It is in this context that Cumaratunga Munidasa’s "Purana Sinhala Akuru Karanaya" comes to the centre stage of any study of the Sinhala language. The meaning of "Akuru Karanaya" or "Akuru Kireema" ^wl=re lrkh$ wl=re lsu) is "teaching of letters and reading". So the meaning of the book may be rendered as "Ancient or Traditional teaching of Sinhala Letters and Reading". When monasteries/temples were the seats of learning, the books used at the lowest levels of language education were "Hodiya" ^fydaŠh - Sinhala Alphabet), "Nam Potha" ^k• fmd;&" "Mangul Lakuna" ^u=,a ,l=K& and "Sakas Kata ^ilia lg& - Traditionally referred to as "Sakaskada" ilia lv&’ Anyone who would not be acquainted with these elementary readers were not considered as having a grounding of Sinhala. A further elaboration of Sakas Kata ^ilia lg& would connote that this book is for "putting into good order/condition/arrange/ prepare/mend one’s mouth to read Sinhala, clearly and competently keeping to me age-old norms of elocution. The same principles would apply to other languages too.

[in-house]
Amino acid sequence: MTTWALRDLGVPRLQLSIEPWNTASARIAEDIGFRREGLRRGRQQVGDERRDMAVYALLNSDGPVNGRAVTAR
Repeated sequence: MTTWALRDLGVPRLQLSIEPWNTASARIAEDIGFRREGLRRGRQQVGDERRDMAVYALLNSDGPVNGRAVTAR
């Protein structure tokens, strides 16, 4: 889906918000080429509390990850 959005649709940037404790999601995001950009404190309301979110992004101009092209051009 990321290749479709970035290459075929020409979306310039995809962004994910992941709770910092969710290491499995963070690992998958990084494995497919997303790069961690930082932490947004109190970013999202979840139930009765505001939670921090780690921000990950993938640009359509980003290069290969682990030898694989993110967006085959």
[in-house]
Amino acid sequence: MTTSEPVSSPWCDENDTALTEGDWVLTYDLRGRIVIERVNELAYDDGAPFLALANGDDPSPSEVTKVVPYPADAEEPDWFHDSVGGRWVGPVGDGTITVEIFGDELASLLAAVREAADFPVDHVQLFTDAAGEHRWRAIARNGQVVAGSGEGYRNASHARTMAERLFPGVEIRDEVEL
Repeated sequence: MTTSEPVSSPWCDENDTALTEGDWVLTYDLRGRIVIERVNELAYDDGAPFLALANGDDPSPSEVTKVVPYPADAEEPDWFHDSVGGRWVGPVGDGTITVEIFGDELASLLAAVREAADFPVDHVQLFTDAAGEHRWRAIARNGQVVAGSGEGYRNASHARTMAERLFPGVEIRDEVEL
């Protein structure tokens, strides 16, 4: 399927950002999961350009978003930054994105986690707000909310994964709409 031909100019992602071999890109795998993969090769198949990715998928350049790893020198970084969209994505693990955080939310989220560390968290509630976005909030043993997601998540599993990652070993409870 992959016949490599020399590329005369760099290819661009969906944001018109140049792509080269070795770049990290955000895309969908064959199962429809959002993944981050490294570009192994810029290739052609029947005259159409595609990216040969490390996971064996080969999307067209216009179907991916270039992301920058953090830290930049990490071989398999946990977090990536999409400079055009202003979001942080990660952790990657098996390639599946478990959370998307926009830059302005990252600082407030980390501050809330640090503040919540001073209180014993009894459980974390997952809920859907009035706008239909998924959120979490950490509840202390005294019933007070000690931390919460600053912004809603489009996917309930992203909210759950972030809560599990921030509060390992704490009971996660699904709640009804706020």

Akuru Sehella and Pada Sehella

The Sinhala Akuru Karanaya, in addition to the aforesaid five books, add wl=re ieye,a, (Akuru Sehella) and mo ieye,a, (Pada Sehella). The traditional anthology of the basic Sinhala readers contained "Gana Devi Sehella" ^.K fo› ieye,a,&’ But Cumaratunga considers it as a reader full of flaws in the language and also containing ideas detrimental to the springing-up of heroic thoughts. Instead, he composes "Akuru Sehella". Also, in this same manner, he replaces "Vadan Kavi Potha" ^joka l› fmd;& with "Pada Sehella". Seheli ^ieye,s& are poetic compositions with short metric verses.

Ingenuity of the Ancients

Launching these books for the Sinhala readership, Cumaratunga Munidasa states succinctly that "the ancients did not apply these books for mere foolishness. Are they to be blamed if the moderns faulted in the selection of books, systems and achieving of results".

Even in the editing of the four books, fydaŠh" k• fmd;, u=,a ,l=K yd ilia lg without stopping at correcting the errors in the old books, he has gone to the extent of providing explanations/clarifications for the benefit of students/readership. The modernity of his thinking and concepts could be deciphered from the hints provided to the students when he instructed them to make only the vocal sounds of the letters without reading them incorrectly as w hkak wd hkak’